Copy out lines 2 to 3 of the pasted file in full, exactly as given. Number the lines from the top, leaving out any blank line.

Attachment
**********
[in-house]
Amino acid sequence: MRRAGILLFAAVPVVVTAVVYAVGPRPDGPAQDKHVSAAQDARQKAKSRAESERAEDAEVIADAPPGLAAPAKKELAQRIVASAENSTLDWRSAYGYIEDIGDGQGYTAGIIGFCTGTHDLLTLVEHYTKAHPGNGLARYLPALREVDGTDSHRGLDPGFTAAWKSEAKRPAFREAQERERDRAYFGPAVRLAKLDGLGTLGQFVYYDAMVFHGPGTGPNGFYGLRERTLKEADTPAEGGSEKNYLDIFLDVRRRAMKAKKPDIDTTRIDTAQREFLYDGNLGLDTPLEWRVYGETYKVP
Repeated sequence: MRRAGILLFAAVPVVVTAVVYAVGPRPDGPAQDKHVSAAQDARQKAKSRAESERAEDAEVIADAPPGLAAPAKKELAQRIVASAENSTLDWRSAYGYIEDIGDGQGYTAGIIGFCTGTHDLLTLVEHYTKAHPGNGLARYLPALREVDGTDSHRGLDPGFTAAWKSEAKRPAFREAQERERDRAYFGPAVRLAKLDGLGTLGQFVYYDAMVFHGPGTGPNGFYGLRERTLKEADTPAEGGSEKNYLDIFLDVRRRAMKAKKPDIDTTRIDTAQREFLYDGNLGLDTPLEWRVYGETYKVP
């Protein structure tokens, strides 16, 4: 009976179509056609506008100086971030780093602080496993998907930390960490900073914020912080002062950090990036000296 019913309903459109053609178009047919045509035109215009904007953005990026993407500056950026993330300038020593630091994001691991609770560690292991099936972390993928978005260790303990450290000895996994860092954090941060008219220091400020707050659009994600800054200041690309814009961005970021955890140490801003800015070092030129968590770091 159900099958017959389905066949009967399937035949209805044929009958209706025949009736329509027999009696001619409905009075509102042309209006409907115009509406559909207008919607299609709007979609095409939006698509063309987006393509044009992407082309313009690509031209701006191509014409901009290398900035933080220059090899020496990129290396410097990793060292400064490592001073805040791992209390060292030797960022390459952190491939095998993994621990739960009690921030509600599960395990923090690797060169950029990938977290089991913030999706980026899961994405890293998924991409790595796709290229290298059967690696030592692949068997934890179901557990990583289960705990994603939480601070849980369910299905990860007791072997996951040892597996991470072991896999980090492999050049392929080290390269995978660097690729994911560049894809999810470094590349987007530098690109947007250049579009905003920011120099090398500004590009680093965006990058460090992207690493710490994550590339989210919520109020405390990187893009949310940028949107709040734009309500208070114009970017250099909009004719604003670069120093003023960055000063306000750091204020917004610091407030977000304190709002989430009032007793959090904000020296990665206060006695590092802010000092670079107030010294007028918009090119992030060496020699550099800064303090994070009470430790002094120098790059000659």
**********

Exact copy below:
Amino acid sequence: MRRAGILLFAAVPVVVTAVVYAVGPRPDGPAQDKHVSAAQDARQKAKSRAESERAEDAEVIADAPPGLAAPAKKELAQRIVASAENSTLDWRSAYGYIEDIGDGQGYTAGIIGFCTGTHDLLTLVEHYTKAHPGNGLARYLPALREVDGTDSHRGLDPGFTAAWKSEAKRPAFREAQERERDRAYFGPAVRLAKLDGLGTLGQFVYYDAMVFHGPGTGPNGFYGLRERTLKEADTPAEGGSEKNYLDIFLDVRRRAMKAKKPDIDTTRIDTAQREFLYDGNLGLDTPLEWRVYGETYKVP
Repeated sequence: MRRAGILLFAAVPVVVTAVVYAVGPRPDGPAQDKHVSAAQDARQKAKSRAESERAEDAEVIADAPPGLAAPAKKELAQRIVASAENSTLDWRSAYGYIEDIGDGQGYTAGIIGFCTGTHDLLTLVEHYTKAHPGNGLARYLPALREVDGTDSHRGLDPGFTAAWKSEAKRPAFREAQERERDRAYFGPAVRLAKLDGLGTLGQFVYYDAMVFHGPGTGPNGFYGLRERTLKEADTPAEGGSEKNYLDIFLDVRRRAMKAKKPDIDTTRIDTAQREFLYDGNLGLDTPLEWRVYGETYKVP